Many writers born between 1900 and 1930 slowly emerged to define German-language culture after 1945.  Elias Canetti (1905-1994) had his first success with Die Blendung / Auto-da-Fé (1935) and went on to write a celebrated three-volume memoir Die Gerettete Zunge / The Tongue Set Free (1977), Die Fackel im Ohr. Lebensgeschichte 19211931 / The Torch in My Ear (1980), and Das Augenspiel. Lebensgeschichte 19311937 / The Play of the Eyes (1985), winning the Nobel Prize in 1981.  Wolfgang Koeppen (1906-1996) never achieved fame during his lifetime, but has since been acclaimed for his power of observation and representation of the political realities of post-war Germany in novels like Tauben im Gras / Pigeons on the Grass (1951) and Das Treibhaus / The Hothouse (1953).  Max Frisch’s (1911-1991) dramatic work is defined by themes of guilt and responsibility, including his most appreciated novel Montauk (1975), a searing autobiographical exploration of relationships and memory.  Arno Schmidt (1914-1979) emerged as an experimental writer with Leviathan (1949) and while his masterpiece Zettels Traum / Bottom’s Dream (1970) was not translated into English until 2016, Schmidt’s voluminous output established him as a major presence in German literature.  Peter Weiss (1916-1982) is a celebrated playwright of works like Die Ermittlung / The Investigation (1965), based on transcripts of the Frankfurt Auschwitz Trials of 1963-1965, and his three-volume novel Die Ästhetik des Widerstands / The Aesthetics of Resistance (1975-1981), a novel about antifascist resistance.  Ingeborg Bachmann (1926-1973) experienced Nazi occupation in her hometown of Klagenfurt, Austria, and became an influential public intellectual, poet, and writer after the war.  Her novel Malina (1971) reflects the early feminist debates.  Walter Kempowski (1929-2007) is best known for a series of nine novels summarized by the publisher as Deutsche Chronik / German Chronicle (1971-1984), but his many works and innovative projects still receive so much attention that a Kempowski-Archiv was founded for this effort in 2007.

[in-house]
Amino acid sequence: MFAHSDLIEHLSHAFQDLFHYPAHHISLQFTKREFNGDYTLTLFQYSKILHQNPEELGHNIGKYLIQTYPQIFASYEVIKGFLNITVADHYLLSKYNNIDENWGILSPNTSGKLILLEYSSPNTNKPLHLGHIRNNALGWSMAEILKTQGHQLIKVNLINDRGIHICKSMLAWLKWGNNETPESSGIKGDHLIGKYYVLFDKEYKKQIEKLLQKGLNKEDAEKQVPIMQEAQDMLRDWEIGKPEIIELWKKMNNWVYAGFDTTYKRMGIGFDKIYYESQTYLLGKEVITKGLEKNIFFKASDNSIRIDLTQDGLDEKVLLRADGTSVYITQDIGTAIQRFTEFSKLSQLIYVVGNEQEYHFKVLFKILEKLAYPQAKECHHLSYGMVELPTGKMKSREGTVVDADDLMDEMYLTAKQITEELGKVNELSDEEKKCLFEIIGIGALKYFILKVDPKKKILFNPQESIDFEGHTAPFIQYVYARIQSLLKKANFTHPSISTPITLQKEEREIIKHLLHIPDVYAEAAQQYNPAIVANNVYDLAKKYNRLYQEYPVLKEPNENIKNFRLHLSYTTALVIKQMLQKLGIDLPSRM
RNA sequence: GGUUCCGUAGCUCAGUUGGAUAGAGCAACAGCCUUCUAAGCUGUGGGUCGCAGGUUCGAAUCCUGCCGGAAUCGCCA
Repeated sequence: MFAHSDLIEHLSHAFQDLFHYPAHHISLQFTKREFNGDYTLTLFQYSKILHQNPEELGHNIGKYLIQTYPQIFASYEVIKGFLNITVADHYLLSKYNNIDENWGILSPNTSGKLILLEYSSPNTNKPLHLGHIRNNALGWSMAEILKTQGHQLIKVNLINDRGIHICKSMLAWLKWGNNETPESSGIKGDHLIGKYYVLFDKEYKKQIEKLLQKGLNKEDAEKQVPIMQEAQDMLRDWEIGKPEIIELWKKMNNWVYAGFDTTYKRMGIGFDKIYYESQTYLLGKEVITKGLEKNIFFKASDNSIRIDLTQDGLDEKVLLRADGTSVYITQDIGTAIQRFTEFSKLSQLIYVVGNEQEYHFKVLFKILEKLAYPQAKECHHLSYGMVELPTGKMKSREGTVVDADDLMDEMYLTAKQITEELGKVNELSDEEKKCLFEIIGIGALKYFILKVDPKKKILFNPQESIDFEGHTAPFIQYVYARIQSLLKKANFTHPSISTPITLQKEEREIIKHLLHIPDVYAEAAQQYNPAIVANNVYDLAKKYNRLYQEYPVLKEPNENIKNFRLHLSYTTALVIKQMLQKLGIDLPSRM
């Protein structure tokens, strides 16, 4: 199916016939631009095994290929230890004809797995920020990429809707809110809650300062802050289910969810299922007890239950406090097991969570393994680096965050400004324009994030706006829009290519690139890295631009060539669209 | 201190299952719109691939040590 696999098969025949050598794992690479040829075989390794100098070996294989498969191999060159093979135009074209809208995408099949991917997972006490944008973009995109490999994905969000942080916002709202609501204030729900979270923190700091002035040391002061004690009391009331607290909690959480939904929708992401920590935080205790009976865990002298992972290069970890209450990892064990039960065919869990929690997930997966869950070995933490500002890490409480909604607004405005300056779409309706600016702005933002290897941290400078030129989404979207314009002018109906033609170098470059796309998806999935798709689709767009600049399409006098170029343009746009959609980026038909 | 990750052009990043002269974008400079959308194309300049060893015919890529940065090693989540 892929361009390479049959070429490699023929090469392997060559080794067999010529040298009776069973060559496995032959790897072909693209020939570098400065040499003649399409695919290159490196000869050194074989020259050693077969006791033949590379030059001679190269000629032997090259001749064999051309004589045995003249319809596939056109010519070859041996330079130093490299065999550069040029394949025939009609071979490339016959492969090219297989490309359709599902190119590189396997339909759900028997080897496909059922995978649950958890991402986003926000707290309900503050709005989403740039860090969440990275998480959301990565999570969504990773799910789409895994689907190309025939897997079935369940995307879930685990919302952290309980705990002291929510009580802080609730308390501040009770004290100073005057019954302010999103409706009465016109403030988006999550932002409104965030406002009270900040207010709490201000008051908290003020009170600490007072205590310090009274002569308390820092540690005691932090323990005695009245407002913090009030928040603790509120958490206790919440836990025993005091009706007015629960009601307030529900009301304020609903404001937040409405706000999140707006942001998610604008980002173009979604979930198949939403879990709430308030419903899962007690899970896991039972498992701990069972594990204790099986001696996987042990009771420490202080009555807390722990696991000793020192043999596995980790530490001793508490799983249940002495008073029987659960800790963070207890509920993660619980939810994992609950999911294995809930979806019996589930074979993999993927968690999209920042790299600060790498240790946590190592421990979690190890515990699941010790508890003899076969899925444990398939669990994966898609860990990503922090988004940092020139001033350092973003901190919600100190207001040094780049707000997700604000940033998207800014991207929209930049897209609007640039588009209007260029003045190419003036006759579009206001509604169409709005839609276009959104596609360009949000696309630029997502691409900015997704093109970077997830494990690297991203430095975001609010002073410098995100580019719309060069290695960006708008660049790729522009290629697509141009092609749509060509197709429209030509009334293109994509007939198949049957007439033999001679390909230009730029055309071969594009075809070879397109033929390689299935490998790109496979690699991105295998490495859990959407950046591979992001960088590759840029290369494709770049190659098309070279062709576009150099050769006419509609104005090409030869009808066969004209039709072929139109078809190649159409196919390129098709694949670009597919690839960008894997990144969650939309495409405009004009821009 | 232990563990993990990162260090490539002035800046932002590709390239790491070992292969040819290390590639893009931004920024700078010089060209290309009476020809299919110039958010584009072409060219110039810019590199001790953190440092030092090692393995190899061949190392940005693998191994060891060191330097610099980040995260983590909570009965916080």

For this cohort of post-1945 authors, one group of writers organized as “Gruppe 47” stands out.  This group networked through meetings and literary accolades, influencing the trajectory of post-war literature.  The group was active from 1947-1967, though many members are productive even today. Some of the most prominent authors associated with Gruppe 47 whether as a core member or invited guest at an annual meeting, like Paul Celan (1920-1970), are:  Ilse Aichinger (1921-2016);  Ingeborg BachmannHeinrich Böll (1917-1985, Nobel Prize in 1972);  Hans Magnus Enzensberger (b. 1929);  Günter Grass (1927-2015, Nobel Prize in 1999);  Peter Handke (b. 1942); Uwe Johnson (1934-1984);  Siegfried Lenz (1926-2014);  Martin Walser (b. 1927);  Peter WeissGabriele Wohmann (1932-2015).